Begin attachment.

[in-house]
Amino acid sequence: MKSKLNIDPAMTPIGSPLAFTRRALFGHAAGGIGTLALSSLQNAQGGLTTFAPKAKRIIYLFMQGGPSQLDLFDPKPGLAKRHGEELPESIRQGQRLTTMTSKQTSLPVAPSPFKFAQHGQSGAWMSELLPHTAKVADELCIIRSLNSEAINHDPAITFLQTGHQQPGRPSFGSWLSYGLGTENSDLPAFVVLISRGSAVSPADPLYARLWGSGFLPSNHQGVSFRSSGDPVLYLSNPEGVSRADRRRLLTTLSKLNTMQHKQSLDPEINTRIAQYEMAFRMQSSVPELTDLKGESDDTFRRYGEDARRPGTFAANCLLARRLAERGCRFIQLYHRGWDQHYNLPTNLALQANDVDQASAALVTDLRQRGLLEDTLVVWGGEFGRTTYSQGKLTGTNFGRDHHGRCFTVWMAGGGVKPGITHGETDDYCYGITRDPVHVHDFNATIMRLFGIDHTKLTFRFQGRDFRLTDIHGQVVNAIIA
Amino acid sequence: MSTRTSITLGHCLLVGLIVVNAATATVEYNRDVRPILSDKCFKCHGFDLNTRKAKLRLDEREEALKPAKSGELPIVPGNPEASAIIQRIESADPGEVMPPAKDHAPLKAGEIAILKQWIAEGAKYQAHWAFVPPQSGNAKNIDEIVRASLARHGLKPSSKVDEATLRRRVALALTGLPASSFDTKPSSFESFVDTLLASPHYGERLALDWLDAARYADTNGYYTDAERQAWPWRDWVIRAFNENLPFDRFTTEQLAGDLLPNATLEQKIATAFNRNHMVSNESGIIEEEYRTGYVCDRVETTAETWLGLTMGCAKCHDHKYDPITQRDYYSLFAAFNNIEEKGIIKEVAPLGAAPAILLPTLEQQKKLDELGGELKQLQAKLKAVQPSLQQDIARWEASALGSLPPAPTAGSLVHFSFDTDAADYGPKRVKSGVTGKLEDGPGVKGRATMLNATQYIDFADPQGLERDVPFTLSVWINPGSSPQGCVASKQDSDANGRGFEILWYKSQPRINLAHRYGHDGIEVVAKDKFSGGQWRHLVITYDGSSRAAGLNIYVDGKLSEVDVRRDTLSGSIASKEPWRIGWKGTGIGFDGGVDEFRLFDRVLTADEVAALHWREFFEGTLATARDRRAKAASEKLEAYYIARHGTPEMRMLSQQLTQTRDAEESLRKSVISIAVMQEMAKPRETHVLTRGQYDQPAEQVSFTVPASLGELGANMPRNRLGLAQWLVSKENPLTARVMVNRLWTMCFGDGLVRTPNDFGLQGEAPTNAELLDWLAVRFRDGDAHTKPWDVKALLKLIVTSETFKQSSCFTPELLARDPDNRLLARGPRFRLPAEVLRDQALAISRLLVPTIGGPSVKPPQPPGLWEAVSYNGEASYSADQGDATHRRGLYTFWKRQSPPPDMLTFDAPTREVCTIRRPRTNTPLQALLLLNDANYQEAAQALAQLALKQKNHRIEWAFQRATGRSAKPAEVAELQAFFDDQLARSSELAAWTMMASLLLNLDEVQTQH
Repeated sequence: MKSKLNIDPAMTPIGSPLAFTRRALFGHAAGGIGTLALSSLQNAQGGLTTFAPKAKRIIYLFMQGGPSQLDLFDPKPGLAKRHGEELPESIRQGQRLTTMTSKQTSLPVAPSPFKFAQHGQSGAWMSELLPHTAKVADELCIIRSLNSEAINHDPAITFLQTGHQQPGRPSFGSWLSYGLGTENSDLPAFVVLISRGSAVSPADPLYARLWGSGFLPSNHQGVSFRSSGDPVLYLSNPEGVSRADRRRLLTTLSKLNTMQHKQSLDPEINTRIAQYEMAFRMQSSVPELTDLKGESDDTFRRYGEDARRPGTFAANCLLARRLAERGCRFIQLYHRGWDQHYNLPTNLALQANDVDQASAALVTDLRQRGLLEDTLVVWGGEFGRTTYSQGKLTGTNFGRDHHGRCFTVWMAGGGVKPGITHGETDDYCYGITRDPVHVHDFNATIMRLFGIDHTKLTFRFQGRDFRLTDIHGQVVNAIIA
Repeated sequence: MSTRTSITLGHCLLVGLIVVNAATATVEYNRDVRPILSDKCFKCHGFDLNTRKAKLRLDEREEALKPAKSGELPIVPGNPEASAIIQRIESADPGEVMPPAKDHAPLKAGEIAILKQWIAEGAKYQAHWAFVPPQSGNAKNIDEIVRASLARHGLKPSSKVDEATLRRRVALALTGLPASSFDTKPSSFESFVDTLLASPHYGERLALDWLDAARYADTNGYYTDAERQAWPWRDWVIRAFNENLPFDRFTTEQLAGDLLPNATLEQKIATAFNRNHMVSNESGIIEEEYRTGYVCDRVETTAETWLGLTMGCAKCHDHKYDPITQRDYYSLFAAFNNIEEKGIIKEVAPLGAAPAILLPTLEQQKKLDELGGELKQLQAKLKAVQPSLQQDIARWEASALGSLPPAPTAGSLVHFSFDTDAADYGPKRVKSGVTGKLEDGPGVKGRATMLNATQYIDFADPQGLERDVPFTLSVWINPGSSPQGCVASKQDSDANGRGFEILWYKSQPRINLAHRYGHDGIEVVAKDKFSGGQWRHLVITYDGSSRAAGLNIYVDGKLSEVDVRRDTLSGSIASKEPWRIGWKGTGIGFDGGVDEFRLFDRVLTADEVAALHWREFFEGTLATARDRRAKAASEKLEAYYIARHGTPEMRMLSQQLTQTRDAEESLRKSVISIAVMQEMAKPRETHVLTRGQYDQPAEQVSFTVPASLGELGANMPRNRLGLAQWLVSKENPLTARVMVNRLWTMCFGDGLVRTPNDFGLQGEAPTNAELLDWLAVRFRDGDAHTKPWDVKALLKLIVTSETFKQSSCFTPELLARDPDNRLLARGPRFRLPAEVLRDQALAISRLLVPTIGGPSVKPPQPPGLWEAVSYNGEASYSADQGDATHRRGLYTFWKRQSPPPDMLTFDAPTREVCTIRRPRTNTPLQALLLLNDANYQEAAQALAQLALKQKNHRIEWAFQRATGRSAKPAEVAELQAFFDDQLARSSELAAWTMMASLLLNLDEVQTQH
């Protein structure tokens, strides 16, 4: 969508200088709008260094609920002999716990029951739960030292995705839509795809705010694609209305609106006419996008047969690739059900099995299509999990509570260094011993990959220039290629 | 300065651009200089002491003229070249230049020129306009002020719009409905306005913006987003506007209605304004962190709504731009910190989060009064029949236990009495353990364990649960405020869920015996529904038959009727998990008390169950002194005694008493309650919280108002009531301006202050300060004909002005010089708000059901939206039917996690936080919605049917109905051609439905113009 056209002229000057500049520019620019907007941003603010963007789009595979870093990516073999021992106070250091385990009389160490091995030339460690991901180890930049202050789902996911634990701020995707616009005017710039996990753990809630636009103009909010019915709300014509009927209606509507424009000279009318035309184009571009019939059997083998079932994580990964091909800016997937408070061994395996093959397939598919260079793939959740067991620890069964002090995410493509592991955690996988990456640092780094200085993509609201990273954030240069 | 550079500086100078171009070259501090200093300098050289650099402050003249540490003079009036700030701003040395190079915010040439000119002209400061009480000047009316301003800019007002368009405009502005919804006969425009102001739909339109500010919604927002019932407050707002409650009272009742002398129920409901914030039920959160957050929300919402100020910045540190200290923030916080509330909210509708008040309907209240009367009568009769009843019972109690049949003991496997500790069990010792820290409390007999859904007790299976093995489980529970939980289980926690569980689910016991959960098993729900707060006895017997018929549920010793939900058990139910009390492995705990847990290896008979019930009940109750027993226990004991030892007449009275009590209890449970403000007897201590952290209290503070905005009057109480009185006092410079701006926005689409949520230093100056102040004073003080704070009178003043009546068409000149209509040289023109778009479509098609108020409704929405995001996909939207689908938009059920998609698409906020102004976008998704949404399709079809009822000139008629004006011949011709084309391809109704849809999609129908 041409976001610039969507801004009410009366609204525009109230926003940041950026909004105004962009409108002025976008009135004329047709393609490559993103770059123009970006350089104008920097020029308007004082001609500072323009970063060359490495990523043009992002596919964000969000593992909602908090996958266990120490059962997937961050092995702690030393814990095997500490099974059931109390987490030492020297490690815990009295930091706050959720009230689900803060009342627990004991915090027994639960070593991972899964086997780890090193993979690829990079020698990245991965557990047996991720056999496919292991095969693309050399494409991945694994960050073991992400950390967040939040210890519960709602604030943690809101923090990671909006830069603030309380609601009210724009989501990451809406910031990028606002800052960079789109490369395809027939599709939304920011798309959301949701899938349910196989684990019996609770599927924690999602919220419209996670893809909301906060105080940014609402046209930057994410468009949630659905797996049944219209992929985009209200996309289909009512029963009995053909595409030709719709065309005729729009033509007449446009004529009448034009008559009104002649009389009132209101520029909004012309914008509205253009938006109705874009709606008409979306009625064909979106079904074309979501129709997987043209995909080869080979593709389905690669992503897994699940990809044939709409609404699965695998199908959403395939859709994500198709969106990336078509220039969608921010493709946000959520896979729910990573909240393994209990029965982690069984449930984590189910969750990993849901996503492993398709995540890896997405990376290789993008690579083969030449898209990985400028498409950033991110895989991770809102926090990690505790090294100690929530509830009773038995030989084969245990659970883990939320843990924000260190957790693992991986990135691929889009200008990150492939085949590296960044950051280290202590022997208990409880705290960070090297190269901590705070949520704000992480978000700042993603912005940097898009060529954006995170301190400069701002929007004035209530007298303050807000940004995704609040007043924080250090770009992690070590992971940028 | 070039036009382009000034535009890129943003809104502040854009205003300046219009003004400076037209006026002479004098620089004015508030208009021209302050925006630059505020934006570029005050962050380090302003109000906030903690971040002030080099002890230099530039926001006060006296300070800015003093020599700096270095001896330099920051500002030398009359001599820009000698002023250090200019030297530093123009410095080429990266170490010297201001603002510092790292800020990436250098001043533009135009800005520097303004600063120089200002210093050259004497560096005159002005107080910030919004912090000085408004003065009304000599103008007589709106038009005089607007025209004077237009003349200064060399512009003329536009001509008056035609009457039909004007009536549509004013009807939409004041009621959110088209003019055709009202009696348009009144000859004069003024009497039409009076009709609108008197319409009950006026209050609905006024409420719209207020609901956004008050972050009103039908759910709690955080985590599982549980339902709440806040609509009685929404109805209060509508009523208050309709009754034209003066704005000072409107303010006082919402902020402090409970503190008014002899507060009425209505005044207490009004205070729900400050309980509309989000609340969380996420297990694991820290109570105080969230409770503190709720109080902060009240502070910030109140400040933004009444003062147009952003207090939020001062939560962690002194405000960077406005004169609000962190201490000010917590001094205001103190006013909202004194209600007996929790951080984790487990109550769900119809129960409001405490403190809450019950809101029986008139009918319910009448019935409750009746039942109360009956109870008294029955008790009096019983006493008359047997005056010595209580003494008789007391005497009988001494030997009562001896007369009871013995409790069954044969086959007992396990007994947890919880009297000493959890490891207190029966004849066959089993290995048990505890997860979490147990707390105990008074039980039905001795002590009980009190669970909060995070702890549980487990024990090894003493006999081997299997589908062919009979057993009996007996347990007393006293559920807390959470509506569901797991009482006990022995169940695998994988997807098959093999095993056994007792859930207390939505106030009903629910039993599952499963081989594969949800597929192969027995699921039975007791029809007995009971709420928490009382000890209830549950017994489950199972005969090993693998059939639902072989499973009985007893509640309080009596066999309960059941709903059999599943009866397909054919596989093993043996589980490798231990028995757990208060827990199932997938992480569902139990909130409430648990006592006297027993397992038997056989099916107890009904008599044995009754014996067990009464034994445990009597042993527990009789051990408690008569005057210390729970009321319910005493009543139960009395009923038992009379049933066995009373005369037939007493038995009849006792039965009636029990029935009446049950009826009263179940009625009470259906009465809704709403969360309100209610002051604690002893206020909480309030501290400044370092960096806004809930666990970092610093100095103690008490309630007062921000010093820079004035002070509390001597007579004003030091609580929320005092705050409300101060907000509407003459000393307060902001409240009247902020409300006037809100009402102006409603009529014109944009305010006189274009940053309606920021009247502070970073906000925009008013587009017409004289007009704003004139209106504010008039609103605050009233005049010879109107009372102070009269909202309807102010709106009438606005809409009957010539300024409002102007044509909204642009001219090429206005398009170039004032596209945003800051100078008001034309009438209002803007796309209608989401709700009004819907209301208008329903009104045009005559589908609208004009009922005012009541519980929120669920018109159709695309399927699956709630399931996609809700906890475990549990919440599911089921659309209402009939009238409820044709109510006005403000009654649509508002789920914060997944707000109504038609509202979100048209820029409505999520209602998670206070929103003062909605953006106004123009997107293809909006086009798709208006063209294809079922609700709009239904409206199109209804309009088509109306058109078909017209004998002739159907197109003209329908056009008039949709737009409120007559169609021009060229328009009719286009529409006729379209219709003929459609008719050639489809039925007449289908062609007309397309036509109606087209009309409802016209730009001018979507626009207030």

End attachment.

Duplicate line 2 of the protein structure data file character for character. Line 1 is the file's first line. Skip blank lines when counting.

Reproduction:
Amino acid sequence: MKSKLNIDPAMTPIGSPLAFTRRALFGHAAGGIGTLALSSLQNAQGGLTTFAPKAKRIIYLFMQGGPSQLDLFDPKPGLAKRHGEELPESIRQGQRLTTMTSKQTSLPVAPSPFKFAQHGQSGAWMSELLPHTAKVADELCIIRSLNSEAINHDPAITFLQTGHQQPGRPSFGSWLSYGLGTENSDLPAFVVLISRGSAVSPADPLYARLWGSGFLPSNHQGVSFRSSGDPVLYLSNPEGVSRADRRRLLTTLSKLNTMQHKQSLDPEINTRIAQYEMAFRMQSSVPELTDLKGESDDTFRRYGEDARRPGTFAANCLLARRLAERGCRFIQLYHRGWDQHYNLPTNLALQANDVDQASAALVTDLRQRGLLEDTLVVWGGEFGRTTYSQGKLTGTNFGRDHHGRCFTVWMAGGGVKPGITHGETDDYCYGITRDPVHVHDFNATIMRLFGIDHTKLTFRFQGRDFRLTDIHGQVVNAIIA